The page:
So the project morphed into chipping an ice hole and coloring the ice with Crayola markers in blues and purples. Our art topic from the book was warm versus cool colors, and so we used blues and purples to emphasize the coldness of the ice and to make it look like the illustrations in the book. The kids also added some of their plastic sea creatures to the scene. And note Henry's "annuraaq."

Math and Science
I sent Henry out to collect "mussels" from the yard to use in a demonstration of the tides. We got side tracked with counting and grouping the rocks.

Then we moved onto a demonstration of how when the tides go out, tide pools and dry land are left. He used a Star Wars figure to collect mussels on the bottom of the sea.


We made a trip to the grocery store and purchased some mussels which Ryan ate for dinner. But first we dissected them. Henry used a butter knife (aka lever - we've been studying simple machines) to pry one open. And we looked up a few diagrams and videos online to figure out what we were looking at.


I went looking online for some traditional Inuit music to play with dinner last night. I didn't come across any Inuit folk streaming radio, but I did discover that "throat singing" is a traditional form of Inuit music. There's a passage in the book where Eva hums  "far back in her throat to make the echoes rumble." If we hadn't been studying this book so deeply I never would have known that this was a reference to traditional Inuit music! Helen really enjoyed watching throat singers on YouTube. Here's a brief demonstration:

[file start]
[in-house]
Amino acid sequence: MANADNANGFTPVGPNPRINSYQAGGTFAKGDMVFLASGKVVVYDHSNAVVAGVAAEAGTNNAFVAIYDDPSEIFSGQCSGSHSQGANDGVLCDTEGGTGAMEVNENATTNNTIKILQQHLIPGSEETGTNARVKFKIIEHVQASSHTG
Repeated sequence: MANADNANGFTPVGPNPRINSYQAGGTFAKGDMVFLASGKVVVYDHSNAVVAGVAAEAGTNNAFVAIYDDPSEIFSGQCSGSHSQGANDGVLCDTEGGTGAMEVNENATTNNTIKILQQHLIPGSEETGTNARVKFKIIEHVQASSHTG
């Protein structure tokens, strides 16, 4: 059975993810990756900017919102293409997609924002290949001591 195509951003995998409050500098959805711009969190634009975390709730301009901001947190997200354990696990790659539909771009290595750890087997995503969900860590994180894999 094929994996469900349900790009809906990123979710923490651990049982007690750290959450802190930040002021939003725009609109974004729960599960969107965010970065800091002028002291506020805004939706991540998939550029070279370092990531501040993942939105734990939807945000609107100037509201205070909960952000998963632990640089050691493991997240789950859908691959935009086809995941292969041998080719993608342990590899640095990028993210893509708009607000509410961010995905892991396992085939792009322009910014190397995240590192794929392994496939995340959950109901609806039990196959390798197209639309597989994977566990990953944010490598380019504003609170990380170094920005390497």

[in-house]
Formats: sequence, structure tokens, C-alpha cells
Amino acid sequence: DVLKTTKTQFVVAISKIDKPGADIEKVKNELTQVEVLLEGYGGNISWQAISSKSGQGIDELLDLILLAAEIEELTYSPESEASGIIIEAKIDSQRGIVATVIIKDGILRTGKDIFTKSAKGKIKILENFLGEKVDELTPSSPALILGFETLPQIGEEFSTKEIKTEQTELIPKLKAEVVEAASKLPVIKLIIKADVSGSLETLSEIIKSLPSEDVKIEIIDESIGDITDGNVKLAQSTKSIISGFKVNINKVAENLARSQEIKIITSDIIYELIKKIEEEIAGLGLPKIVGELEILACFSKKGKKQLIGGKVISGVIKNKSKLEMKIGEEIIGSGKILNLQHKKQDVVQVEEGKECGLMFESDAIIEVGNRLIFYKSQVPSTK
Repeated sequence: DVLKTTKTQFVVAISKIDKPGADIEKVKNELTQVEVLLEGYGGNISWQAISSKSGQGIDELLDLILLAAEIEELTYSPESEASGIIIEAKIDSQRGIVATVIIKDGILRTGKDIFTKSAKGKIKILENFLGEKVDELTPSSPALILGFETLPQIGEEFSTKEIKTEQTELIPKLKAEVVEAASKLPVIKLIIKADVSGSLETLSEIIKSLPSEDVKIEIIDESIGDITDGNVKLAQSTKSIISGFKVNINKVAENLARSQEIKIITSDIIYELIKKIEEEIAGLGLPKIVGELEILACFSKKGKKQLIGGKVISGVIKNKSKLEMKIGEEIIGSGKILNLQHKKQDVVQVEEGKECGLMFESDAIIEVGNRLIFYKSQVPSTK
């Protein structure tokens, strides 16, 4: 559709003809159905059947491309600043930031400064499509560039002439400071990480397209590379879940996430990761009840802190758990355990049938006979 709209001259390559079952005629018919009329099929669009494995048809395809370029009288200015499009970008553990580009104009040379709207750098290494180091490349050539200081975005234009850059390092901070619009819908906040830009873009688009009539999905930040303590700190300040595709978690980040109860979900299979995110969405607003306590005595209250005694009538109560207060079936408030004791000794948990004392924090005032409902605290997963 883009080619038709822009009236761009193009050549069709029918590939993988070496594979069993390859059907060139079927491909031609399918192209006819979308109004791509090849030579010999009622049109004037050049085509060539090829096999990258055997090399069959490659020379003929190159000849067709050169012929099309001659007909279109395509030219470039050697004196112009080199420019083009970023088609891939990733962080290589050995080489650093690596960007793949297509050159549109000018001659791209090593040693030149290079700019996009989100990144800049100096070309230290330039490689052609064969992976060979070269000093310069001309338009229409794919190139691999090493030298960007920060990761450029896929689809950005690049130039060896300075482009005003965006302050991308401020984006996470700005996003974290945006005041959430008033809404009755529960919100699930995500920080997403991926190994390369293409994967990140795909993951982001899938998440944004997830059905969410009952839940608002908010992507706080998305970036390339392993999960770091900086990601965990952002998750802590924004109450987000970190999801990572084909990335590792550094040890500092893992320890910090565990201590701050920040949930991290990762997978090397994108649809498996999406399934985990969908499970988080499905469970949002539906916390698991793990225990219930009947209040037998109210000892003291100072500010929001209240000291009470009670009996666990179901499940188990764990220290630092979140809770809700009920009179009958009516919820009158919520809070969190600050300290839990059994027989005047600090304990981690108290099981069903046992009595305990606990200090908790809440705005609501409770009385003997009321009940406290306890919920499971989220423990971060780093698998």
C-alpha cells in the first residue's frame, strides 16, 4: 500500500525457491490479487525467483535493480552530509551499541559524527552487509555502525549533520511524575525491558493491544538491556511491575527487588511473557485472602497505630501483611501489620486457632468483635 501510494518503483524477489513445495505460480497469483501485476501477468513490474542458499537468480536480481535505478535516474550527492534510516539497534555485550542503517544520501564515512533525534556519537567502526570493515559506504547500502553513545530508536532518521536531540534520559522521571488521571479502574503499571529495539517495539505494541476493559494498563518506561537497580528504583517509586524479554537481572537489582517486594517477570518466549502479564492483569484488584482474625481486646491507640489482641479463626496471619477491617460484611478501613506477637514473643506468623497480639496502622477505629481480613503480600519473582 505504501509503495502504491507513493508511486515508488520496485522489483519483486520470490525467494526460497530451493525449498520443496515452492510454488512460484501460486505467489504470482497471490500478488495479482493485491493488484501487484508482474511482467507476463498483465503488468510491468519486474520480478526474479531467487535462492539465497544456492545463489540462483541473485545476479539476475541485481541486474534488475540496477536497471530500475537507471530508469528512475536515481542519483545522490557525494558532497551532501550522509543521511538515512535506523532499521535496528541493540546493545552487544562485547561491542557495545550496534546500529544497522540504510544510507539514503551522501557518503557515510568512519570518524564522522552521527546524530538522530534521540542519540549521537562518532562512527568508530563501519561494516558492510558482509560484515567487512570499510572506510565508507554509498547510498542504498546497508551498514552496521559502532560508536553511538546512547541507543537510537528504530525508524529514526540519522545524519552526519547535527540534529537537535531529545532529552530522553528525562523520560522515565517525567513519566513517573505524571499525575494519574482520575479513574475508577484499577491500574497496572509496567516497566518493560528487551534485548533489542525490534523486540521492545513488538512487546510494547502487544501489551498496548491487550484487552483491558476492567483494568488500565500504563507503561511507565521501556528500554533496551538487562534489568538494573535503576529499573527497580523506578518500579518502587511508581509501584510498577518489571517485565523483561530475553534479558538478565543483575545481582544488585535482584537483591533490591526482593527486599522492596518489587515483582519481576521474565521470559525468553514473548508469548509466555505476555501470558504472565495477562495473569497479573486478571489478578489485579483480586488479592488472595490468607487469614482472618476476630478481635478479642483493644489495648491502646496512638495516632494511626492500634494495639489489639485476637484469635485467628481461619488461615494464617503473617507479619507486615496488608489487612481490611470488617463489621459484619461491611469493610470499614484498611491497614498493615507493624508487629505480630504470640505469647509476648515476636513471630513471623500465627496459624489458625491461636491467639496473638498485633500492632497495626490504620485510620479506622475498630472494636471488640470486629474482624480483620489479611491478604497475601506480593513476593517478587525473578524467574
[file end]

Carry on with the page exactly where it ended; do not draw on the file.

Perfect Pumpkin Oatmeal Cookies

I'm always looking for snacks that my kids will eat that I feel good about them eating. These fit the bill. (I should mention that I don't worry about fat intake, so if you do, these may not be what you're looking for!) They're 100% whole grain, low in sugar, high in vitamin A, and really, really tasty. These are soft cookies, not crunchy. I recommend doubling the batch.

I have no idea where I found the original recipe and I've doctored the heck out of it. So here's my latest, yummiest version.

Oatmeal Pumpkin Cookies

We used a pumpkin we grew in our garden!
2 cups whole wheat flour
1 cup old fashioned rolled oats
2 tsp ground cinnamon
1/2 tsp ground cloves
1 tsp baking soda
1/2 tsp salt
1 cup (2 sticks) butter
2/3 cup brown sugar
1 egg
2 tsp vanilla
1 cup pureed pumpkin
1 cup of chocolate chips or raisins or nuts

Preheat oven to 350.

In a small bowl, combine the flour, oats, cinnamon, cloves, baking soda and salt.

Using a mixer, cream butter and sugar. Add egg and mix. Add vanilla and mix. Add pumpkin and mix. Add dry ingredients to wet ingredients and combine. Stir in chips/raisins/nuts if using.

Drop by rounded teaspoonful onto ungreased baking sheet and bake for 10-12 minutes.

I ran a nutrition analysis based on a batch of 48 cookies with 2 cookies per serving and here's what I came up with. Oh, and I made these without any of the optional mix-ins because my picky picky kid can't handle the texture. I would love to add walnuts to up the protein. Instead, I serve them with nuts and milk.

Caliories 134; Calories from Fat 59 (I told you, I'm not afaid of fat!); Total Fat 7g; Saturated Fat 4g; Trans Fat 0g; Total Carbs 16g; Dietary Fiber 2g/7%; Sugars 6g; Protein 3g; Vitamin A 14%; Vitamin C 1%; Calcium 2%; Iron 5%